What do you do when you’re in a funk? You know what I mean. That dark place you have to drag yourself from, sometimes kicking and screaming. That pit of discouragement where you just want to lie in a cool dark room with a blanket pulled over your head. That place where you just lie like a slug and binge watch crappy television shows, because you can’t muster the energy to move off the couch (or sometimes even out of bed). Thing is, sometimes there’s nothing you can do but wait it out. And sometimes that wait means you might lose friends. But if you’re fortunate, like me, you’ve got friends who know how to be a friend to their depressed friend.
How To Be A Friend To Your Depressed Friend
Some people say, “Do something for someone else. That will bring you out of your funk.” Sometimes this works. Focusing your attention outward, instead of focusing on your troubles, can do wonders for the soul. There are times, however, that this does not work. You go through the motions, but feel the despair hanging over you like a dark thunder cloud ready to burst forth with rain at any given time.
Some say, “Exercise will do it! Get those endorphins pumping through your system, and you’ll feel great.” In theory, this is an awesome idea, but if you can’t even get out of bed, you’re not likely going to muster the energy to get dressed, let alone workout. Nice try.
It has been suggested that one should look up positive quotes, memes, videos, or sayings, and try to reside in and focus on this bubble of positivity. This can work, but what if you’re so far down that the positive quotes just piss you off, grating on your nerves like nails on a chalk board? I mean, these seemingly innocent things can come off as snarky and condescending if you’re in the wrong frame of mind.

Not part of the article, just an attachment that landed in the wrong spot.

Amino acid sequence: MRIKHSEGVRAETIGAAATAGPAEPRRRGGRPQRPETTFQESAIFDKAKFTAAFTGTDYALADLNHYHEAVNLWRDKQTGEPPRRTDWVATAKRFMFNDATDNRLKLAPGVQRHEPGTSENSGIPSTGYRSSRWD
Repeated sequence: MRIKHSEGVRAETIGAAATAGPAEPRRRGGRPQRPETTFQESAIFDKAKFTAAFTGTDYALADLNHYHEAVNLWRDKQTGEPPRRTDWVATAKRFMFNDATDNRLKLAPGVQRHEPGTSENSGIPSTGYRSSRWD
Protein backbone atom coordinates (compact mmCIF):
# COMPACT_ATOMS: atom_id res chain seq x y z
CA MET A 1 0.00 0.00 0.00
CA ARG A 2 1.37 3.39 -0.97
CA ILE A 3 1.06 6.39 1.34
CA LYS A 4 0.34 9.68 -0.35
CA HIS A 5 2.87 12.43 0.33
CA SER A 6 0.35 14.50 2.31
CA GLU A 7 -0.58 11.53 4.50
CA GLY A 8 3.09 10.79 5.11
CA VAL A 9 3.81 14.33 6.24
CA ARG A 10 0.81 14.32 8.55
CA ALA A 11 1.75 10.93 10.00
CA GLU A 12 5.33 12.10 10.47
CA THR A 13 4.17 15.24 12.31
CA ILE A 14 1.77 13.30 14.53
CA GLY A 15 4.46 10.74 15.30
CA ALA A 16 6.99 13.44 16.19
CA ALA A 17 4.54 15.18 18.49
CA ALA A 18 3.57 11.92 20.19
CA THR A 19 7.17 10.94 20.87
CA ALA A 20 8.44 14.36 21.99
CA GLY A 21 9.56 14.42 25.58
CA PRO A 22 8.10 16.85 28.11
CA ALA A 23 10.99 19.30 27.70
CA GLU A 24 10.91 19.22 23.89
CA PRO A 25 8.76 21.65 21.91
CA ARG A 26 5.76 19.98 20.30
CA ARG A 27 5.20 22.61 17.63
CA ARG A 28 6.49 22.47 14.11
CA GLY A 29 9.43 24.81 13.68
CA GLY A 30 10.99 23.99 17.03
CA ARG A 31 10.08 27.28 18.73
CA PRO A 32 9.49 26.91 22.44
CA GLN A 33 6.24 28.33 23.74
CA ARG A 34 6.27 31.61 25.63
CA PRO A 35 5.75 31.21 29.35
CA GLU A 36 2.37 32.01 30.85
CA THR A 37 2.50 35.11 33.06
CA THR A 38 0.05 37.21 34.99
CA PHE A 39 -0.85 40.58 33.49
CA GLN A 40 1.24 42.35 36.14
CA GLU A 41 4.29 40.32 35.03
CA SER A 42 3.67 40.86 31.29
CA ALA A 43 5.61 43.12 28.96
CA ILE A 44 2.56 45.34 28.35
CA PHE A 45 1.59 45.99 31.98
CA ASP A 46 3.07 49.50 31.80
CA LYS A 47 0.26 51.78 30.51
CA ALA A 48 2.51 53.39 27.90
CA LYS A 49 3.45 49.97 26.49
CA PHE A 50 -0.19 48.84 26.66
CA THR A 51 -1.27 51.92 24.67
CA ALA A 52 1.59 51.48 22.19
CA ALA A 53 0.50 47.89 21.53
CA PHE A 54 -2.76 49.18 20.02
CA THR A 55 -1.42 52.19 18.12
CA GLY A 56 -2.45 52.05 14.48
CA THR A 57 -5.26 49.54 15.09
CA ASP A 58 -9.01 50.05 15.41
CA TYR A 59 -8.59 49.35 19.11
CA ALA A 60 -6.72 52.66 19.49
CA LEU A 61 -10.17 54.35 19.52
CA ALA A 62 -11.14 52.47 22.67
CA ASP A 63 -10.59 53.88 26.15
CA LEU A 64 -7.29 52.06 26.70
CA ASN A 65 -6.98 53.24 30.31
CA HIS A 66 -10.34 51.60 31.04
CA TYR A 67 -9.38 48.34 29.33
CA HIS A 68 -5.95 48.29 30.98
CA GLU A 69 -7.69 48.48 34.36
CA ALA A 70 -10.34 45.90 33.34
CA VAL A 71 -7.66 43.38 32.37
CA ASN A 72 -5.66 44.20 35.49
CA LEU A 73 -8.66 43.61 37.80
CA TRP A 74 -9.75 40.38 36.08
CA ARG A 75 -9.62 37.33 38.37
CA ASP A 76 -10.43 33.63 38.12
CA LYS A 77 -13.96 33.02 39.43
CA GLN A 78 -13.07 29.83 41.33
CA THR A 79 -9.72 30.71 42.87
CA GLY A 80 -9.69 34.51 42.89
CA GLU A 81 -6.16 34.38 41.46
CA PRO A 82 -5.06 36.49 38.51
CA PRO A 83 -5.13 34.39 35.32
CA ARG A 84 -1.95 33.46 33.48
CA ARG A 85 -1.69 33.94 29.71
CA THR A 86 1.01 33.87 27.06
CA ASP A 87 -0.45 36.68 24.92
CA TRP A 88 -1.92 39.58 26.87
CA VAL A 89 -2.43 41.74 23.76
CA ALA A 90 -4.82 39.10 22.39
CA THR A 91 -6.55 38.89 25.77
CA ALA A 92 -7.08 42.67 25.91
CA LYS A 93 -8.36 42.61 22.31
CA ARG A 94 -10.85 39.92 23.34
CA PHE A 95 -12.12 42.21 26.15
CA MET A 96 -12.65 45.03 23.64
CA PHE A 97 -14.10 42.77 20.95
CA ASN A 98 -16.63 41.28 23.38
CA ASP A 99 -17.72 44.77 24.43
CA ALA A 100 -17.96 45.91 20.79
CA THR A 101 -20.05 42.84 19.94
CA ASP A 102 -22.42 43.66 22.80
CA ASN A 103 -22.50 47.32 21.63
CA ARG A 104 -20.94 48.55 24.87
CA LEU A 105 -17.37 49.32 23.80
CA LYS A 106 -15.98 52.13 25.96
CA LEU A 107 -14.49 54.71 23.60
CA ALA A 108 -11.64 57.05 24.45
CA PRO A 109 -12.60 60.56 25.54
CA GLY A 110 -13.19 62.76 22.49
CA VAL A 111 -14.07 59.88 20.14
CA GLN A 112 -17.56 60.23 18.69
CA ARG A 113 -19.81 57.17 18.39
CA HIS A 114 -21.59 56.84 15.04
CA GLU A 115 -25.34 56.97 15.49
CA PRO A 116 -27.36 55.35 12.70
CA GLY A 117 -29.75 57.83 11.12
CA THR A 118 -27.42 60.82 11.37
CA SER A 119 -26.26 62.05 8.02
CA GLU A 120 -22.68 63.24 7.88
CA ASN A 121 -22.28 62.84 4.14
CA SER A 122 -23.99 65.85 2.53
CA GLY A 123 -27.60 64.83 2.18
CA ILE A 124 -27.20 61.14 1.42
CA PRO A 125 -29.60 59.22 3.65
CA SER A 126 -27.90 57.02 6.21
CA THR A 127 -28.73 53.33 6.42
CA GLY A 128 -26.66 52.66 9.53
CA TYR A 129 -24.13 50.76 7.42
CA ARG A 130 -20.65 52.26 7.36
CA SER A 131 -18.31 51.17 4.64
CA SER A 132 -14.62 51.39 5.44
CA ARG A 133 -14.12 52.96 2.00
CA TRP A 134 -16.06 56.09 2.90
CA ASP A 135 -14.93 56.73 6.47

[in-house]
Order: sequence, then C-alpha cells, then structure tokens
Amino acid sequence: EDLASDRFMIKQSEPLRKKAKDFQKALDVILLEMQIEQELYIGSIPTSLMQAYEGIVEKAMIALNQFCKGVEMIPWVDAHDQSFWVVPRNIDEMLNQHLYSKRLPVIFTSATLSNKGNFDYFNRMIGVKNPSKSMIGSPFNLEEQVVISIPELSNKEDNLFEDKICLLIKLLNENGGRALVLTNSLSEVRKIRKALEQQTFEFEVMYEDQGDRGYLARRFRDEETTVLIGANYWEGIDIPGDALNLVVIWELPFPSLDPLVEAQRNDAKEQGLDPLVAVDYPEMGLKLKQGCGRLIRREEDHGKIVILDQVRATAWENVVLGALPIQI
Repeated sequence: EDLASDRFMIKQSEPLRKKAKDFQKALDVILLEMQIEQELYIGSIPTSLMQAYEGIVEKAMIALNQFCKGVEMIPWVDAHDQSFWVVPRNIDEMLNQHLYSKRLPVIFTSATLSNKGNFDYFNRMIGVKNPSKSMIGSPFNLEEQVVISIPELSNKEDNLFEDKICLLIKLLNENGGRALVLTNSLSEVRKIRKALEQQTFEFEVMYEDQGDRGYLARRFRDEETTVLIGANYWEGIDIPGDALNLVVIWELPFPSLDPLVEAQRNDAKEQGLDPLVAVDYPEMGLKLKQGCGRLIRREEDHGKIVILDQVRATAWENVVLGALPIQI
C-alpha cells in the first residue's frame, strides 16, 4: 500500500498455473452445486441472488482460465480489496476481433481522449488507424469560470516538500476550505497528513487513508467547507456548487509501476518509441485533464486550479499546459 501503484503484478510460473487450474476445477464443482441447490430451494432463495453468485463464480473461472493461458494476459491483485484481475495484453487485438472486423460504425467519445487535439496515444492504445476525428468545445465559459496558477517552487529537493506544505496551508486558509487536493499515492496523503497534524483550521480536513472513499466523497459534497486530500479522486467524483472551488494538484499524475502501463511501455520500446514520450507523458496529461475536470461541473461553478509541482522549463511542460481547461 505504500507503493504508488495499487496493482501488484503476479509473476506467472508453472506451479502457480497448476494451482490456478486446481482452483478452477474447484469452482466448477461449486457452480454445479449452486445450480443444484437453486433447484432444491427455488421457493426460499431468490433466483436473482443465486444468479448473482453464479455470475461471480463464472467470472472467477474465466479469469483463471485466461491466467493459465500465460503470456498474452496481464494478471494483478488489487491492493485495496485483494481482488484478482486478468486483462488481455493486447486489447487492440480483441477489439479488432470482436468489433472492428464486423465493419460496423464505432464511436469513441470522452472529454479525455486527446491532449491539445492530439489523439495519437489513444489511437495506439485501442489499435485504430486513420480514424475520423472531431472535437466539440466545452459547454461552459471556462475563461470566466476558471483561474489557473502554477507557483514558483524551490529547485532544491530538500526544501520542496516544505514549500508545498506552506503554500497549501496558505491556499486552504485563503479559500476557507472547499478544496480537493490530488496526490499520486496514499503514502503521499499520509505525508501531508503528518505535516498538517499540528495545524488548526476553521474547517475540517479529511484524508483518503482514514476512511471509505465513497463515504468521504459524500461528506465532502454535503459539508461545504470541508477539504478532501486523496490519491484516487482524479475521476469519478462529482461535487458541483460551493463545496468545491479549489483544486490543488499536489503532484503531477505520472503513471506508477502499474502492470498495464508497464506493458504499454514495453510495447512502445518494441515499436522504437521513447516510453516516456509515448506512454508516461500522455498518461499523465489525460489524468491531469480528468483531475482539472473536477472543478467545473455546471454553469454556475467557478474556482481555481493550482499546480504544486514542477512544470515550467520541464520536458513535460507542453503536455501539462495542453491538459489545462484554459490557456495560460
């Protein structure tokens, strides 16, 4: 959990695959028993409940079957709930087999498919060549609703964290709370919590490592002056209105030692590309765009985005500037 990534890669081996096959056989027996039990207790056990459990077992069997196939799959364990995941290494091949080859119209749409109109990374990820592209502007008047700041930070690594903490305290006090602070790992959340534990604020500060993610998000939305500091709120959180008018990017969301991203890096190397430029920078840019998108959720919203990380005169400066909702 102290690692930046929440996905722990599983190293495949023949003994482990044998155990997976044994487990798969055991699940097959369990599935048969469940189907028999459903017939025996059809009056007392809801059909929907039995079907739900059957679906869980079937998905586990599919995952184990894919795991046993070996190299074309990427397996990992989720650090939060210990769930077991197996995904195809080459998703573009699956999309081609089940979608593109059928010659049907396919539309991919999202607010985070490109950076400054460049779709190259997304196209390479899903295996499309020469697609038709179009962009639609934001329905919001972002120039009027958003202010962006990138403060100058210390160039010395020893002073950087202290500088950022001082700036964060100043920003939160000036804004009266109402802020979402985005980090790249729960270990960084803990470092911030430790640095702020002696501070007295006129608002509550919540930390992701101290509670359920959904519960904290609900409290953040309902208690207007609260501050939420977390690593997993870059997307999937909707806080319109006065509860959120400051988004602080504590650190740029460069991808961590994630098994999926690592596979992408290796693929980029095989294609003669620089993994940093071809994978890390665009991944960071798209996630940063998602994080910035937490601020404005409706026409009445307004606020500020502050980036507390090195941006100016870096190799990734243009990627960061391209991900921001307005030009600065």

You could try to wait it out, and hope to just snap out of it one day, like the sun coming out after a devastating storm. I suppose this could happen. Not likely, but one never knows.
I can tell you a what sure as shite doesn’t work … people making comments like, “Just snap out of it,” or “This is just in your head. Get up!” Then there’s my favorite, “This isn’t like you. Where is that happy (insert name) I know?” *Bring on the eye-roll and the temptation to sucker-punch whoever makes this comment.* This IS me, I’m NOT always happy, it may be in my head, but I can’t just get up, and I’m sure as hell not going to snap out of it just because you demand it.
So what works for me (because yes, I get in this desolate place of no return from time to time)? I have really good friends that show up. They text me, even if I don’t text back. They come to my house, even when I’ve said I don’t want to see anyone. They love on me in ways that they know I need. They talk with me without making demands or expecting anything from me. They don’t dwell on my issues, thereby enabling me to continue down my path of destruction. They don’t make excuses. They just love me where I am, and keep showing up.
Everybody needs someone like this in their life. It could be a friend in town, it could be a friend that makes the effort long distance, it may even be someone you only know from an online group (hopefully a positive, uplifting one). The important thing is, they keep showing up (maybe not in the physical sense, but they are but a phone call or click of the mouse away at any given time if needed).
There are times when one might feel this depression (call it what it is). It’s not a fun place to be. It can be lonely and funky, and sad. Allow yourself to feel it, but surround yourself with positive people, real people, who can love on you where you’re at emotionally. Eventually, you may be able to pull yourself up and out of the hole, and be the friend they need and deserve, too.